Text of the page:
A review of environmental monitoring and auditing in the context of risk: unveiling the extent of a confused relationship
Viegas, Cláudia V.
Ribeiro, José Luis Duarte
Selig, Paulo Maurício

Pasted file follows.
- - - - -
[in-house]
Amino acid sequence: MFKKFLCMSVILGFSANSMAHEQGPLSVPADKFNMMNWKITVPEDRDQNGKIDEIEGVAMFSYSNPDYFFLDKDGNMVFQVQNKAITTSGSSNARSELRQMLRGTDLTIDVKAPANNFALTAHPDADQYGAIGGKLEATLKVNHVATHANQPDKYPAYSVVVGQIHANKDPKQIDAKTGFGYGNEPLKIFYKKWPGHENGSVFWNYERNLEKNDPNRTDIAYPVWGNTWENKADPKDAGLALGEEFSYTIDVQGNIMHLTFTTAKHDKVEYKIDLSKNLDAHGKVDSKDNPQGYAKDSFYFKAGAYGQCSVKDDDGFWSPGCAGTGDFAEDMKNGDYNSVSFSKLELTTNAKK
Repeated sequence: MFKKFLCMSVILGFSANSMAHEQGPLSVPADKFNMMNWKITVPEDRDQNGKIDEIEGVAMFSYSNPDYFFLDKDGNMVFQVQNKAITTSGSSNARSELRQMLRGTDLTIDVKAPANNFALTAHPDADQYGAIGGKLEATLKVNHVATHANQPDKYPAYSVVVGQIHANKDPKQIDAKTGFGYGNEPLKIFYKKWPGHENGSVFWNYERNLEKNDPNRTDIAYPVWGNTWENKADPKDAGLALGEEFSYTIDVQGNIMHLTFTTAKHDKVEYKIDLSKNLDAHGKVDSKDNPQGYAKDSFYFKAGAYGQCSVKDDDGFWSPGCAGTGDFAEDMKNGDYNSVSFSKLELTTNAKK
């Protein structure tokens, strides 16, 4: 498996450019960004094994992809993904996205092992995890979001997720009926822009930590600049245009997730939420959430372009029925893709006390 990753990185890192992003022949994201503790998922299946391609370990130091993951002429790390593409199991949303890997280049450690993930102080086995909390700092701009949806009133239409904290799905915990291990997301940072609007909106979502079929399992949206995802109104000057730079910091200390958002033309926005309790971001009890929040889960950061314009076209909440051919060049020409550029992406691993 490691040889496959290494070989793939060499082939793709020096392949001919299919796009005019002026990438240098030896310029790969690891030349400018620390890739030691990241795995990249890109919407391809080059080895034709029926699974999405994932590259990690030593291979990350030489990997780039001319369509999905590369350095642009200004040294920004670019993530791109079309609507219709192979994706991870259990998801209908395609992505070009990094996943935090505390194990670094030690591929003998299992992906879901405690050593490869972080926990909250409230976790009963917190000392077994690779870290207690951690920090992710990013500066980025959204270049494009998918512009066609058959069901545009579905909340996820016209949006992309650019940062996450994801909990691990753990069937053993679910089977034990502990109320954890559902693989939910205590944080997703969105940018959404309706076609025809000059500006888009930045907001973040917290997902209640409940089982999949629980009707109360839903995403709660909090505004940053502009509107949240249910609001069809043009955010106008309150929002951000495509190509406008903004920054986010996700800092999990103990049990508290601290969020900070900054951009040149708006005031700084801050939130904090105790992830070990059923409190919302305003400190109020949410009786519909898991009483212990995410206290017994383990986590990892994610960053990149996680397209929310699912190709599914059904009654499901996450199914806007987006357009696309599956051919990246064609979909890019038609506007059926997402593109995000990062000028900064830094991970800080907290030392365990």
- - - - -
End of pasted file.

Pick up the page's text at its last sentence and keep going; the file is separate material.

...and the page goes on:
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Monitoring and auditing are regarded as essential activities for process control and follow up, which contribute to improving performance in organizations and provide a key role in preventing or reducing environmental harm. However it is not unusual to find them confused with each other in the academic literature. This paper provides a detailed literature review of theoretical and review papers in order to clarify concepts and characteristics of environmental monitoring and auditing; and to suggest ways forward which can overcome this confusion. It was found that confusions stemmed from considerations of: similarities, hierarchy, overlaps, scope, risk issues and timeliness. The development of accounting and auditing over time was found to have led to a flexible understanding of follow up practices, and the disregard of adaptive management as originally understood in the impact assessment field. It is suggested that adaptive management, recovered from impact assessment and recent specific literature, can be applied to improve environmental monitoring and auditing.